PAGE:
I’d like to change, but how?

In Wisdom & Money right now, I am working to articulate our theory of change. Theory of change for me is a jargon word but at its heart, I think it is what type of fertilizer do we put into people’s soil in order to cultivate the type of growth we believe needs to happen in the world. 

How does one change her way of being? While not directly in the CST principles this week, I am leaning on two core teachings of Jesus and many other religious teachers: repentance and conversion. Repent comes from the latin penitere which means to think; repentance very simply means to rethink, to change one’s mind. Usually this word for me is full of abstract religious baggage. This week, however, my dearest teacher, my older brother invoked them both as I confided in him my latest struggle. I was supposed to arrive in Minneapolis this weekend. I’m in the middle of moving from Boston to Minneapolis and I have been staying with a friend in South Carolina. I changed my mind about my arrival date to my new home. I had new information and I made a different plant than I originally expected. 

This week, I felt waves of anxiety. I felt overwhelming uncertainty. I did not and do not like veering off course. It threatens the part of my ego that really wants to be principled and predictable. My ego says “I want to be known as someone who follows through. I want to be known as someone who does what they say they will do.” Of course, I am okay. I am safe and sound and there are very few consequences to slowing my journey north. And yet, I do not feel okay. I am fighting all the unkind voices and conditioning within me that say “you are not supposed to change plans. What will your new community think of you if you do not follow through light you said you would? You aren’t doing this move good enough.” It gets louder. “You are not enough. You are going to fail if you don’t follow through. You are a failure.” I write these voices down to show you just how much something so little can bring up in me when I push against an internal norm or principle. (Yes, like many in this work, I am a One on the enneagram.) My move in date was February 15, 2021 and I am not going to move into my new home that day. It feels awful at some level to acknowledge that. On another level, it makes total sense for so many reasons that matter. 

So what is Wisdom & Money’s theory of change? I shared this raw moment of my transition to illustrate what work I am doing in this organization right now at the personal level. Our mission is to support people to engage with money as a doorway to spiritual transformation. As an organization we are not organizers, or activists, or changemakers working for a specific set of outcomes. We are not aiming to get our constituents to move their money in a specific way according to certain values or benchmarks. Instead, we are an organization who approaches this mission with the audacious faith that if we welcome and walk with each individual who comes to us, together we will discover what is theirs to do with the resources that they have. This work of transformation does not happen alone; almost all of our work happens in circles–groups of 7-12  self identified “people of wealth.” If you want to be transformed in your relationship with money, join a circle for seven years, we joke, when people come wanting both and radical change. You’ll never be the same.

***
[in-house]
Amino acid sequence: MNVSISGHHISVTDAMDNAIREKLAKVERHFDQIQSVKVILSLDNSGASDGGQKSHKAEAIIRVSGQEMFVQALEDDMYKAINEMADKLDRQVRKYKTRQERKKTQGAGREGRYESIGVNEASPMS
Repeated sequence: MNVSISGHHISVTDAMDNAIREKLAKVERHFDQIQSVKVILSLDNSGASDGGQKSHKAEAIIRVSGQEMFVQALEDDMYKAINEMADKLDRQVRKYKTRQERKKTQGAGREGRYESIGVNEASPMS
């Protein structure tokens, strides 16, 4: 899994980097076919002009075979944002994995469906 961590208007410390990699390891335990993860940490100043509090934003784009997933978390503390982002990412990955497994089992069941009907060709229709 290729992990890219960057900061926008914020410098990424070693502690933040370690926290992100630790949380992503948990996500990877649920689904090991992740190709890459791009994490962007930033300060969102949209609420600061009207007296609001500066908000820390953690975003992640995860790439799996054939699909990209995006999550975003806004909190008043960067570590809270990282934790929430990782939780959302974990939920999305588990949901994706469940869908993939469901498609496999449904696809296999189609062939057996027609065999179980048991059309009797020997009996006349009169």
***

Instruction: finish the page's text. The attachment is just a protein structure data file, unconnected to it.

We take this circle approach to transformation because we recognize the costs of true change. In a culture that demands that we know many things before we know and shames us if we do not, in a world that knows how to cancel instead of how to repair;  a world where we are taught to build up boundaries and compartmentalize in the face of difficulty rather than open up the difficulty and integrate, Wisdom & Money creates circles of accompaniment and spiritual practice. We recognize that to change one’s mind at all requires deep support and great courage. It also demands we listen deeply to our own voices that are much quieter than the status quo.  Our circles protect the solitude of every individual in faith that as each person listens to themselves in community, spirit will reveal what is theirs to do, one step at a time. 

So what does this have to do with investing in a liveable future? When I think about basic investing principles, two come to mind: (1) the purpose of money is to make more money and (2) never spend the principal. From these two assumptions, I can understand how we have gotten to this moment in the United States. More wealth than we have ever had and more inequality than we have ever had. The metaphorical storehouses of the rich are bulging. Food is rotting away while the poor hunger without enough to eat. 

Repent, for the kin-dom of God is near. I hear Jesus saying.

I interpret that to mean, “change your basic investing logic and heaven will be here, now. All of you can have all you need. The kin-dom where everyone belongs to each other is so close. Heaven is near if only you can change your mind. If you can change your assumptions.”